you can buy sharps containers from the drug store for something like $5 a pop and then return them to be disposed of and pay another $5 for a container(I think they only take three at a time at most too)...of course..they don't last long. When I was growing up, we used the plastic 2L milk containers..and would throw them in the trash every few months(once the cupboard we kept them in was full).

i have three containers under my desk atm..needless to say they are overstuffed to fit as many as possible. i have two used plastic grocery bag filled as much as possible, and third one my mom got me already overstuffed. i go through so many needles, my mom couldn't keep up with buying me containers and i couldn't remember to try and budget for that $5 every three weeks.

when i move back to my mom's next week, cuz we're in a townhouse and i can't put them in the trash there, i'll probably stock up on containers since i won't be paying rent.....but i would otherwise probably go back to the 2L milk containers.


(DDrumminMan) #8

There's a city run place in my town where I can take them and drop them off.  They have a drop box in front.  I clip the needles off and put them in soda bottles with the screw tops.   I then tape  'em shut and drop 'em off.  I'd check with the dept of health in your town.  They might have something similar there.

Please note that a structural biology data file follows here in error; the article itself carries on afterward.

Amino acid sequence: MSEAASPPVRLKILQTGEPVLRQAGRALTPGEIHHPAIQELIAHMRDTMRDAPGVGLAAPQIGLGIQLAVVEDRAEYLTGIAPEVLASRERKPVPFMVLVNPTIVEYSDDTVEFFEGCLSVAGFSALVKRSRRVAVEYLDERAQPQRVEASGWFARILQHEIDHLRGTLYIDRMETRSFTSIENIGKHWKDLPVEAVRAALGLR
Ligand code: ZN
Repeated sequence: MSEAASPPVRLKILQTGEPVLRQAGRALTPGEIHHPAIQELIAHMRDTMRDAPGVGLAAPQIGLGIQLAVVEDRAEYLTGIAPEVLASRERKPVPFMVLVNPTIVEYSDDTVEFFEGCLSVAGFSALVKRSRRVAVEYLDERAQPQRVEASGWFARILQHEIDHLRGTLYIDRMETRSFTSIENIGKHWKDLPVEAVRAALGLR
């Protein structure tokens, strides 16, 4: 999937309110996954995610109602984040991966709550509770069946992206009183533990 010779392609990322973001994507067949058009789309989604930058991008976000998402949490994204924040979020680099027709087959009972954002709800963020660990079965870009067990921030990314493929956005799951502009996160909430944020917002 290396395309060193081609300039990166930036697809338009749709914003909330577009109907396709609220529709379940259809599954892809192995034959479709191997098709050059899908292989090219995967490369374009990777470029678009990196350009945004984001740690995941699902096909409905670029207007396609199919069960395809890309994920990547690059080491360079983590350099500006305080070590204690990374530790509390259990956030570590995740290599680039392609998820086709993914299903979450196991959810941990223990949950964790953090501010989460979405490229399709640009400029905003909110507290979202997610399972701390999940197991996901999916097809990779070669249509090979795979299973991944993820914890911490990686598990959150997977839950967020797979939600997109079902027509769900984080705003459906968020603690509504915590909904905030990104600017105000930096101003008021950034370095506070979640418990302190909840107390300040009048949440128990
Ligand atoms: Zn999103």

(Dillripple) #9

I always used an orange juice cardboard container when younger for my syringes. Now I use the trash since Im not on syringes. I used pens and the caps go in trash because they have their own caps.


(NikkiB) #10

I'm horrible, I use 4 needles a day for injection, and after use I cap them and just throw them in the trash. I know it's not the correct 'environmentally friendly' thing to do, but when I looked for place to purchase medical dispoable containers, they were in the $25.00 dollar range. I found that a bit high, as diabetics would go through these rather fast.

I would check with your county health department. If they can't help you out, they can at least point you in the right direction!


(Liz Branigan) #11

i use an old laundry detergent bottle :) only my old needles, my pump tubing (infusion set) and my lancets. my Dr's told me everything else can go in the trash.

plus laundry bottles are something you already have, no need to spend anymore money!! just don't throw one away, i think i've had the one im using almost 2 years. but i had the pens when i was on insulin, not the big scarey needles lol


(jenniferpritchard) #12

I just throw everything in the trash...I'm on the pump so really the only needle that i use is the one that inserts the cannula in me and it has a little device that folds over and covers the needle so it can go right in the trash.  I thow lancets away too, but i barely ever change that so I figure its not too unsafe!!

 


(NikkiB) #13